I returned to Cali for almost a week to take salsa classes and go out to the famous salsa bars. I had a fantastic time!
First things first – Salsa and a Place to Stay
I stayed at Hostal El Viajero, which isn’t cheap but it’s a great hostel with a nice atmosphere, plenty of hammocks and a pool. The price is around $33.000COP (£8.50) per night including breakfast.
I booked a package of 5 salsa classes for $175.000COP (£45) which is a little saving on the per hour price of $40.000COP. My teacher was Alex and I had a great time practicing with him.
The salsa in Colombia has its own style and has lots of different steps to other salsa, which added its own extra fun and challenges! The hostel has a couple of rooms where you can have salsa lessons and there is also a free group lesson each day either by the pool or in one of the dance studios.
There are cheaper salsa schools very nearby (and they are also great quality) so if you’re wanting to get the cheapest prices make sure you check round before booking at the hostel. I was totally happy with my choice though!
Nightlife in Cali is a lot of fun. On Friday night most of us went to a club called La Purga and had a great night. We’re pretty sure it’s a gay bar. As we walked in at about 11pm there were three guys dancing an awesome routine on the balcony and then they came down into the crowd and did a routine straight out of Magic Mike with three girls. So much fun! And there was an amazing drag queen dancing too. The music was a mix of reggeaton and a few English language tracks. A few of us were dancing with two gay guys, one was the campest person I’ve ever met and he was such a phenomenal dancer, it made my night!!
It’s easy to stay out until dawn in Cali any night of the week, just don’t take anything valuable with you as it’s pretty likely you’ll get mugged. I didn’t take a phone or wallet with me any night, just a bit of money stuffed in my bra.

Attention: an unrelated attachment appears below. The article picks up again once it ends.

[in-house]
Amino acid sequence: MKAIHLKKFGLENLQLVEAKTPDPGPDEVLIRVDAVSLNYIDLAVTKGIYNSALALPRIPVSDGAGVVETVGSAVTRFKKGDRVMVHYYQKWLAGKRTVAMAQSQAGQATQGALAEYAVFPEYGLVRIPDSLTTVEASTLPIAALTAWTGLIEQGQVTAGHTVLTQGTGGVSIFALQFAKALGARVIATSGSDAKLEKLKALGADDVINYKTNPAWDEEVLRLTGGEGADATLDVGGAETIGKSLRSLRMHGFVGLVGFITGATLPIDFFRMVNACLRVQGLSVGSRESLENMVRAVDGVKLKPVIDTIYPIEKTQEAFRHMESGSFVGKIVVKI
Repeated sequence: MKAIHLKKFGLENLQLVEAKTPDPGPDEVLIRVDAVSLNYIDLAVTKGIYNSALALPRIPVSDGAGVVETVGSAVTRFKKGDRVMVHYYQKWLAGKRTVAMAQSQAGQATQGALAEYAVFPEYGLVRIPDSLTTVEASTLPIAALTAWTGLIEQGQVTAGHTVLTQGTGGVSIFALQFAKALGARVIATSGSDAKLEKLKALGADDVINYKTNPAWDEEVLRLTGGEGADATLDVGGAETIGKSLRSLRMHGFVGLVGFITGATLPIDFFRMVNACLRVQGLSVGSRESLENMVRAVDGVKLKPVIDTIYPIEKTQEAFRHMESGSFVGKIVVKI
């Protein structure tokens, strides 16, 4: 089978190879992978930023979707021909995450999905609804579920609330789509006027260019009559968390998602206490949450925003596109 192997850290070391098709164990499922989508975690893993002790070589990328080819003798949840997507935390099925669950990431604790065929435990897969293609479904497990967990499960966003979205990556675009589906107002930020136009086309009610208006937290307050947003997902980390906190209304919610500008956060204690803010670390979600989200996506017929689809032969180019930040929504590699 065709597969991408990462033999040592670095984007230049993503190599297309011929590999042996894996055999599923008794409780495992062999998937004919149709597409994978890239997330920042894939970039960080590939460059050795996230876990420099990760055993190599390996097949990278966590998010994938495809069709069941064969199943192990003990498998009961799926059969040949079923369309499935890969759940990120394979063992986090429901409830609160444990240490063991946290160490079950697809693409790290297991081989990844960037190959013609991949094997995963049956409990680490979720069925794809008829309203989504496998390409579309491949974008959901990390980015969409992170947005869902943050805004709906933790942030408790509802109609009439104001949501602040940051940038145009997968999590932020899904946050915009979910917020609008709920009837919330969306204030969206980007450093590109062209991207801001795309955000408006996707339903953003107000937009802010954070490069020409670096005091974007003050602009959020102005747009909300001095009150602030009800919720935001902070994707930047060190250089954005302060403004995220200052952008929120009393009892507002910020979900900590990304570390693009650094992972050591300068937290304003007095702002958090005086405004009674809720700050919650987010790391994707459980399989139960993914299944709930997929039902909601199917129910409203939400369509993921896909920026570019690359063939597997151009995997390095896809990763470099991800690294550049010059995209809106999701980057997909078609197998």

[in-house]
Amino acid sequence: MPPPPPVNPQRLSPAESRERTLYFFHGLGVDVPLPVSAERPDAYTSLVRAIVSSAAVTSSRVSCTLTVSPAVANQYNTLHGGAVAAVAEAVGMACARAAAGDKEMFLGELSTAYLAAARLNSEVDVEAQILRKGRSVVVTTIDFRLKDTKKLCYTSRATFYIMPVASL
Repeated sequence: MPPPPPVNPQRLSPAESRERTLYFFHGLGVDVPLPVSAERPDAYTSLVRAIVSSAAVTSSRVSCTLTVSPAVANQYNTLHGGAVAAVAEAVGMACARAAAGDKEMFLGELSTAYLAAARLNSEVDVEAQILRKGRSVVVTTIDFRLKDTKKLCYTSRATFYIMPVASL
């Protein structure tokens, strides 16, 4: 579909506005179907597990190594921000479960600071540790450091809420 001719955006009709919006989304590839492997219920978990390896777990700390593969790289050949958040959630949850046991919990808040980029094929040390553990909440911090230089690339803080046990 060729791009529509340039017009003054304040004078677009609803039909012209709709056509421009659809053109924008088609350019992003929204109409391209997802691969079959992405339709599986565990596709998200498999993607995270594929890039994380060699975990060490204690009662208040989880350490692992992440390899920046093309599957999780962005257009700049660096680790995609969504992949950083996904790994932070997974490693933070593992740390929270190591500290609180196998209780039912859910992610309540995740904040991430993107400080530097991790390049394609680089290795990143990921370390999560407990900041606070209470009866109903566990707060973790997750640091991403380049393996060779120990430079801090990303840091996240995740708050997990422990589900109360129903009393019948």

The other nights out in Cali I went to a salsa bar La Topa (actually called La Topa Tolondra), which is near the hostel but you still need to take a taxi (as the area isn’t safe to walk in at night), this costs about $6.000 and the bar costs $5.000 to enter.
Monday night is the best night for La Topa, when all the best dancers go out, but it’s still great any night.
The atmosphere is electric, so fun and light-hearted. The bar is T-shaped with a big bar at the end and seats all around the edge of the room. As a woman you just sit down watching the dancing and soon a man will walk over and take your hand for a dance. It’s really nice to dance with lots of different people as you get to practice all sorts of steps and styles. When you first dance with a new person they assess how good you are for the first little bit and then off you go. It’s quite funny. And if you screw up in that first bit you know you’re in for a boring dance! But mainly you get a great chance to practice and also learn new steps. Some of the guys are really good at teaching and others love showing off, it’s such a different experience to going out elsewhere. And the men are in general incredibly polite and courteous, with each dance being exactly that, nothing further implied, no matter how sensual it looks from a distance.
People-watching has never been so fun either. Even if you aren’t in the mood to dance, can’t dance, or just need a break, you can sit and watch some of the best salsa dancing you’ll ever see (definitely the case on a Monday night).